At first all 3 kids were terrified.  We were standing singing the Star Spangled Banner and as soon as it was finished big blasts went off in the sky and all 3 kids dove for cover.  Then they began to relax and started to enjoy it.  Peanut kept saying "This is beautiful.  I am not scared at all.  Let's get out of here."  Eventually he dropped the "Let's get out of here" and started yelling each color of firework.  Sweet Pea was covering her ears and saying "pop.  boom" and seemed to really like it.  Little Man was asking a million questions.  Seriously, the boy never stops. Anyway it was "What if the fireworks land on us? I mean, I know that they won't because you said they won't but what if they do? and "Can you see fireworks from space?"  "Are they landing below the clouds or above the clouds?"  "How can someone light them so fast to go off right after the other?"  Finally I asked him to just be quiet and enjoy the fireworks.  The silence lasted 30 seconds and then I pretended I couldn't hear him over the loud booms of the fireworks. 

What an amazing fun family day.  It is one of those days that I know I will remember forever. 

Lessons for next year:
1.  Park in the same spot in front of the school - there was no traffic to get out and we made it home in 15 minutes
2.  Bring pajamas again to change into at the car.  We were all way too tired to mess with anything other than falling into bed.
3.  Bring two soccer balls and other distracting items to kill time before the fireworks start.  (we brought one soccer ball and I don't think we would have made it without it)
4.  Bring earplugs for all of the kids - it is just precautionary plus I think they would enjoy it more if they didn't have to cover their ears the whole time

Happy 4th of July

Tonight we are taking the kids to their first firework display.  Papa Bear and I have a well thought out plan that includes late naps, dinner at Applebees, a favorite park followed by fireworks at a local high school.  The pajamas are packed in the car so that we can put them right in bed if they fall asleep in the car.  We have a plan.  Plan B is to scrap Plan A and get them home and in bed so we can have a glass of wine and forget all about Plan A.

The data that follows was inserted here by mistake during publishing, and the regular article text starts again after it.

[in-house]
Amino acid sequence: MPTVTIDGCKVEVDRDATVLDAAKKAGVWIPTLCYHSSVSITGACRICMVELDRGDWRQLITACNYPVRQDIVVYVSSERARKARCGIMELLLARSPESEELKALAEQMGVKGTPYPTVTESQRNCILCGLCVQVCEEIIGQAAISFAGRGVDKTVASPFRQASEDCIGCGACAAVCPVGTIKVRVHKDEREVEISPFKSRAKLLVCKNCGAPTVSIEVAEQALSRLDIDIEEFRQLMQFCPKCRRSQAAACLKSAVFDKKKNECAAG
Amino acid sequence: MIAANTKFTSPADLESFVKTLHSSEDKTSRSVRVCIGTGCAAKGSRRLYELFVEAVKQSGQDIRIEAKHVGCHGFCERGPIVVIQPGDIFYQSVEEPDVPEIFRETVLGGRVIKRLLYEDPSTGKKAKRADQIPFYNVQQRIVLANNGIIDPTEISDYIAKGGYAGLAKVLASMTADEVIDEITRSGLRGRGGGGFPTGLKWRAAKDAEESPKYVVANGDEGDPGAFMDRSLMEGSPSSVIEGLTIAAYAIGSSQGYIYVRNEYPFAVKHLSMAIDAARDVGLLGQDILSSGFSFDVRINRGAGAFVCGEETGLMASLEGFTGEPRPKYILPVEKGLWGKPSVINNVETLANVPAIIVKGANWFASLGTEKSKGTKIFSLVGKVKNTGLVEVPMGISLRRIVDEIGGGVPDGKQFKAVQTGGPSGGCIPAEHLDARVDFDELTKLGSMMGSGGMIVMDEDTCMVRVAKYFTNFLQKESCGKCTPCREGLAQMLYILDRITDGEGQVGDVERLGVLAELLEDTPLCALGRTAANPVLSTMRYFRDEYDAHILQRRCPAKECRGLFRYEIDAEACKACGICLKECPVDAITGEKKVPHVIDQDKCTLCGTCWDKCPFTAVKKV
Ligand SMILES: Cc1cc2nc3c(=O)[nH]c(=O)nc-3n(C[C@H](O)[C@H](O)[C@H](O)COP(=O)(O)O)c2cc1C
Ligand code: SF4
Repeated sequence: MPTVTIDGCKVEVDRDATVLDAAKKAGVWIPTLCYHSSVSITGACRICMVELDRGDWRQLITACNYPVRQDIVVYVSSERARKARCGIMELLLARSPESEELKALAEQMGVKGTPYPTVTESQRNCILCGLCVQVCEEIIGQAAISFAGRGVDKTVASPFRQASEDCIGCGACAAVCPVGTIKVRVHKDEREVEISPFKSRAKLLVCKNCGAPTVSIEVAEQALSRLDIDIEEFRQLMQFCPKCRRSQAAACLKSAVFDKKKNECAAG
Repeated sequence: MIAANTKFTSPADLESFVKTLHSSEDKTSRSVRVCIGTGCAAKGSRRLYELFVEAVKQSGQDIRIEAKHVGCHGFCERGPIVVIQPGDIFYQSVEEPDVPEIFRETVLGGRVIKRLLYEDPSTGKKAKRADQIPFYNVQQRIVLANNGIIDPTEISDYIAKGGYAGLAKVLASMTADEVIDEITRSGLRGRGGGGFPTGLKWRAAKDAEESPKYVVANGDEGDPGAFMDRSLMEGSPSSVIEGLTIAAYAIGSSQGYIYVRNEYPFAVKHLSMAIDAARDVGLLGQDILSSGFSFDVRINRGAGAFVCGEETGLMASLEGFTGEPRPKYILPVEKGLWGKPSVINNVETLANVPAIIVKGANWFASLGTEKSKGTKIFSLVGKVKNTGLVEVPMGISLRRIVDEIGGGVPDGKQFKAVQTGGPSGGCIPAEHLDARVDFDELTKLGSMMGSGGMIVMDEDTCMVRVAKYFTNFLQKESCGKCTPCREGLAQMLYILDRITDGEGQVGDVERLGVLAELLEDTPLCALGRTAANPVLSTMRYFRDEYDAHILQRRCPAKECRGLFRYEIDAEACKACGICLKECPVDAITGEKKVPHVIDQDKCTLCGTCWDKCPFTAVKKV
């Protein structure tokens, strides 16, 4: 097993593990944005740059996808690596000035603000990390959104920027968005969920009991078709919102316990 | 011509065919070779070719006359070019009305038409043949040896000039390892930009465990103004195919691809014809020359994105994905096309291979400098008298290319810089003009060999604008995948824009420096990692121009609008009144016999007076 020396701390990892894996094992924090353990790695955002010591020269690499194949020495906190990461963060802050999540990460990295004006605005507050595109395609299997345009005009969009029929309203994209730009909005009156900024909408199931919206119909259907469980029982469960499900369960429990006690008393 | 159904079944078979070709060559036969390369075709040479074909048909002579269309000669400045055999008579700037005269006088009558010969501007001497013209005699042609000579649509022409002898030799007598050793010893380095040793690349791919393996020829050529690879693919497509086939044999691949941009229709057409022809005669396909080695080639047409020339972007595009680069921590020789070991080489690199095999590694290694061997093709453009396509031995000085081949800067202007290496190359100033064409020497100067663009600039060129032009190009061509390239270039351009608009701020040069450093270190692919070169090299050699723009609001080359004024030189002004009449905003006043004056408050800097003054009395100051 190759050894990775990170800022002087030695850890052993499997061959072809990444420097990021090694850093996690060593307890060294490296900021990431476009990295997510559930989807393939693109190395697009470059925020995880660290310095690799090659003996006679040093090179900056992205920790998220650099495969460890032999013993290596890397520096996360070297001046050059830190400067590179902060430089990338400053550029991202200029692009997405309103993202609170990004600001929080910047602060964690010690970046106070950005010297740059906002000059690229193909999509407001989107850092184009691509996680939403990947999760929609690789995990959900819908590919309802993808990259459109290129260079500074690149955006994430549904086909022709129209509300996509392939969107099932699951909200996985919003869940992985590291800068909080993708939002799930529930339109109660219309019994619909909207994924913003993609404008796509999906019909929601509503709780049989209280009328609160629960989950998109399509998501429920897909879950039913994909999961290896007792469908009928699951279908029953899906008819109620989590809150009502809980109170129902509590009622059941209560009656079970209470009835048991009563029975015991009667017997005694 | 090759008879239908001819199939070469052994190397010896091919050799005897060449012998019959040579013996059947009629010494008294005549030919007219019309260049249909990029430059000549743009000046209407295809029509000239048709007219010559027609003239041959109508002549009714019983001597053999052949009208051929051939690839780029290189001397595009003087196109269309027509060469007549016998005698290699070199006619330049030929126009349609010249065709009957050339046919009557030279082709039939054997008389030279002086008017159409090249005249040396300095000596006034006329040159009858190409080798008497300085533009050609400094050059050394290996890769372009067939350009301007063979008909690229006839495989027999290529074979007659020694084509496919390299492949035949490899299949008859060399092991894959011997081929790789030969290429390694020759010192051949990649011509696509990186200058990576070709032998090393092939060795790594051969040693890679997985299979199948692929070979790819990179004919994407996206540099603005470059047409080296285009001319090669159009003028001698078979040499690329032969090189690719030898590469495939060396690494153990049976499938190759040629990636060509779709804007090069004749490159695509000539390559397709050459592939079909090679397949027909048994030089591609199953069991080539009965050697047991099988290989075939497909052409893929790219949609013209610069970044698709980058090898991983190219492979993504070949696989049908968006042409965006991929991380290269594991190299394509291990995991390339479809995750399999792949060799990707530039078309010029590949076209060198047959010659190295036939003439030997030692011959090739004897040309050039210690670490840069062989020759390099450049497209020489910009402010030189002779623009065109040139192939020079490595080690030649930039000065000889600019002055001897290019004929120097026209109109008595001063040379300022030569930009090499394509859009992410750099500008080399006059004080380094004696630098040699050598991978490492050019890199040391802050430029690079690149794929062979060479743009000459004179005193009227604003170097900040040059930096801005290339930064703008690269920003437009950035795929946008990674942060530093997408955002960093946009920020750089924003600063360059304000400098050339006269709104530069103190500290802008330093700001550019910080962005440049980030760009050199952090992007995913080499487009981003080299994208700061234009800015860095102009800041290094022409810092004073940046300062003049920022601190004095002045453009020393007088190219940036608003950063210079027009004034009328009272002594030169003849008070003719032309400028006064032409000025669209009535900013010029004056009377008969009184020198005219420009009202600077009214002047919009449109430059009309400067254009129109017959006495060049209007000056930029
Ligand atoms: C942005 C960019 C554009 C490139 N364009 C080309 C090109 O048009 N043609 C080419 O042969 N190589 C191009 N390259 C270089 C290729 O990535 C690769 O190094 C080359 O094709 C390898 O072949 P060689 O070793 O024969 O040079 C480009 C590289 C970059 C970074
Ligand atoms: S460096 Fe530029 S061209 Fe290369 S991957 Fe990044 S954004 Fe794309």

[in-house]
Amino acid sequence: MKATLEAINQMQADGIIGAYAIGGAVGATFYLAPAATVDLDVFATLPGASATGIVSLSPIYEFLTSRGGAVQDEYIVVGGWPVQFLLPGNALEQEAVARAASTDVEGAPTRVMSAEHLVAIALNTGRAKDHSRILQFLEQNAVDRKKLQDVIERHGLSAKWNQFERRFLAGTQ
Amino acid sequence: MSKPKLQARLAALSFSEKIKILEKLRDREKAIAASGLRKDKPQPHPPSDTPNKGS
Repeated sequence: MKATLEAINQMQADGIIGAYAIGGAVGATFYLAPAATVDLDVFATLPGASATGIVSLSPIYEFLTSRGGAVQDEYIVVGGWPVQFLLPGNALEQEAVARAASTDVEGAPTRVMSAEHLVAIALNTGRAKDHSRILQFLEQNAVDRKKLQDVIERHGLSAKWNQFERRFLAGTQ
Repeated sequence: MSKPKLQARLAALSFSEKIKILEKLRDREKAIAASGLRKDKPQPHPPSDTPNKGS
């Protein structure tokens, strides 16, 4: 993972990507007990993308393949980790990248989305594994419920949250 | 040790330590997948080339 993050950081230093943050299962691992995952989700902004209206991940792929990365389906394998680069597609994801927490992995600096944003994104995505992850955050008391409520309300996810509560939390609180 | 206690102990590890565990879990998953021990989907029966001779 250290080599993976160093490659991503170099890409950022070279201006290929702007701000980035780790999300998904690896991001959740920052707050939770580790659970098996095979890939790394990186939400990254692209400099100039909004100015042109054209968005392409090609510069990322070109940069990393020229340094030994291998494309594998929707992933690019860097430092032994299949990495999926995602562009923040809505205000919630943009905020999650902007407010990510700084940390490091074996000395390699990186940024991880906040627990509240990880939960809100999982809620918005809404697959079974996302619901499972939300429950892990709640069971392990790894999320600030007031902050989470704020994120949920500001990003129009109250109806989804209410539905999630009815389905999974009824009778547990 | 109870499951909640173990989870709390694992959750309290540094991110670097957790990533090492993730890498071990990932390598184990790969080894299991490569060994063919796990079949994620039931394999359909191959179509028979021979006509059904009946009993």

Peanut's Angry Face

This is how we have all been feeling over the last 92 hours.  We lost power due to a derecho storm that blew in from Chicago.  It was a quick storm with a ton of lightening and 80 mile an hour winds that caused over 1 million people to lose power in VA.  It was an experience, for sure.

Day 1 - priorities were finding coffee and breakfast so we drove around for 45 minutes looking for someplace that was open.  We couldn't find any place open, huge trees were down, lights were out everywhere...after a long time and a tip from a friend we ended up in Alexandria at McDonalds.  Then we went to a park near Papa Bear's office and just sat.  We just wanted to have a plan but we never expected that it would be another 80+ hours before we got power back.

Day 2 - priorities were finding food that Peanut could eat (corn-free) when we were still limited to a few fast food places that were open and staying cool.  The heat index was 103 and we were melting.  Literally.  So we went to the pool and camped out from 12-5 and then had dinner and all went to sleep in the basement.  The boys slept in the playroom, Sweet Pea slept in a pack n play and I got the spare bed.  Papa Bear was relegated to a couch on the main floor so that his snoring didn't wake us all up.

Day 3 - priorities were staying sane.  Papa Bear went back to work (and I can't lie, I was a bit jealous) and the kids and I were at the pool for the morning.  I napped Sweet Pea in the basement but kept the boys in the car watching DVD's so that they wouldn't wake her up.  W

Day 4 - I was close to losing my mind and a friend helped out by taking Little Man to swim team and pancake breakfast so that I could run some errands with the littles.  We got power back while we were at the pool and spent the afternoon throwing out hundreds of dollars of food, washing dishes and laundry.

Lessons learned - we need to have an emergency pack of food that Peanut can eat because it is next to impossible to keep him corn-free when grocery stores are closed and we have no refrigeration.  Battery powered sound machines are key and when necessary, we can practically live in our van if needed!